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The Best Way to Teach a Child to Ride a Bike

Your dad might have taught you to ride a bike by holding your bike, running alongside you and launching you until you could stay up by yourself. This method, while it can be effective, often becomes a literal crash course, as it attempts to teach several skills at once. A more effective teaching method isolates those skills, letting your child slowly become comfortable with all aspects of bicycle riding. Most importantly, teaching your child to ride a bike should have a foundation in safety skills.

  1. Choose a fitting bike for your child. The International Bicycle fund recommends a bicycle small enough so that the seat can be lowered to where your child's feet can touch flat on the ground.

  2. Review basic bicycle safety rules with your child. This includes staying on the right side of the road, obeying stop signs and traffic signals and stopping before entering the street from a driveway. Running red lights or stop signs and riding carelessly into the street together account for about two-thirds of auto/bicycle accidents, according to the Bicycle Helmet Safety Institute.

  3. Scope out a spot for your child's first ride. Ideally, you should find a wide, grassy spot with a slight slope followed by a long stretch of flat area. Barring that, find a paved area without traffic that is either flat or only slightly sloped. Make sure it is wide enough to allow for turns.

  4. Outfit your child with protective equipment. This includes a helmet along with gloves, knee pads and elbow pads to protect from scrapes.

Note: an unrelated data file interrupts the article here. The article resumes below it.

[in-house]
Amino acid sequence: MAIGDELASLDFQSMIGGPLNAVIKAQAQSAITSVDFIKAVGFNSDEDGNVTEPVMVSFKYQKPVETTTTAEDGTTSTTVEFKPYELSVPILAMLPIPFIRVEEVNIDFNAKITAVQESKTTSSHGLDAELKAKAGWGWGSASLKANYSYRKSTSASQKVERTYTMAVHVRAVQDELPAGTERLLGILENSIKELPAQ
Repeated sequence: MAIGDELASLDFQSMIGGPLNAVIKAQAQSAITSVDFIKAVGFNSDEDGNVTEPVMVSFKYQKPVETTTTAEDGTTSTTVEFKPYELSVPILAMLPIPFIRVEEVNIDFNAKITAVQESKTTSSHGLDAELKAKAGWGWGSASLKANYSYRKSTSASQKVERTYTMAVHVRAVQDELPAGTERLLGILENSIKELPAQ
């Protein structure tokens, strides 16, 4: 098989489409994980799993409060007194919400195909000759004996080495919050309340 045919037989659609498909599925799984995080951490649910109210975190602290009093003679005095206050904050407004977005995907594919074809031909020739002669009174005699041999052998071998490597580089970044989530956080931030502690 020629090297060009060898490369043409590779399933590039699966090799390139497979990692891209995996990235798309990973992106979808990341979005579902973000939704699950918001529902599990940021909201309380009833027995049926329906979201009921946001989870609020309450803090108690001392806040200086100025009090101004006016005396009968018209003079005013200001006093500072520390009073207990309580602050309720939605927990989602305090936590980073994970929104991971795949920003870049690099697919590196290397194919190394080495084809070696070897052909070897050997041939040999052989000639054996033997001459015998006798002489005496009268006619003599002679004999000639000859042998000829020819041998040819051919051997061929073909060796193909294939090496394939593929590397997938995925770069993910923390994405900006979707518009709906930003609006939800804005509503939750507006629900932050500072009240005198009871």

5. Teach your child to balance on the bicycle. With the seat lowered, have your child mount the bicycle at the top of the slope, keeping his feet flat on the ground. Without using the pedals, have your child lift his/her feet off the ground and remain balanced as the bicycle slowly rolls down the slope. Run alongside the bike if your child requests it, but avoid holding onto the bike to steady it. Repeat this until your child can go a good distance without falling or stopping the bicycle with his feet.

  6. Have your child ride down the hill with her feet on the pedals. After a few successful runs, have the child begin pedaling as the bike rolls down the hill. Incrementally raise the seat between runs.

  7. Move to the flat part of your training area and let your child start the bike from a standstill. Have him mount the bicycle and begin pedaling, trying to keep in as straight of a line as possible. Also use this time to teach the child to use the brakes.

  8. Teach turning skills. Stress that turning is done more with the body than the handlebars. Tell your child that, before a turn, she should slow down, lean slightly into the turn's direction and turn the handlebars slightly in that direction. Sharp turns on the handlebars are likely to cause spills.

    Tip

    Heap praise on your child after each successful run, and be patient and encouraging after mishaps. You can remove the pedals when teaching balance, though this is not necessary in most cases, according to the International Bicycle Fund.

    Warning

    Stay out of areas with traffic until your child masters riding without wobbling and can skillfully brake and turn. Even when following these steps, it's difficult to completely avoid falls. Giving your child a little background in gymnastics, particularly the tuck-and-roll, can help teach safe falling technique, according to the San Francisco Bicycle Coalition. Training wheels are fine to let small children ride alongside their older friends, but they do little to teach proper cycling technique, according to the International Bicycle Fund. Even if your child already has been riding a bicycle with training wheels, still teach riding through all the steps above.

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Things Needed

  • Small bicycle
  • Helmet
  • Gloves
  • Knee pads
  • Elbow pads

About the Author

Michael Baker has worked as a full-time journalist since 2002 and currently serves as editor for several travel-industry trade publications in New York. He previously was a business reporter for "The Press of Atlantic City" in New Jersey and "The [Brazoria County] Facts" in Freeport, Texas. Baker holds a Master of Science in journalism from Quinnipiac University in Hamden, Conn.

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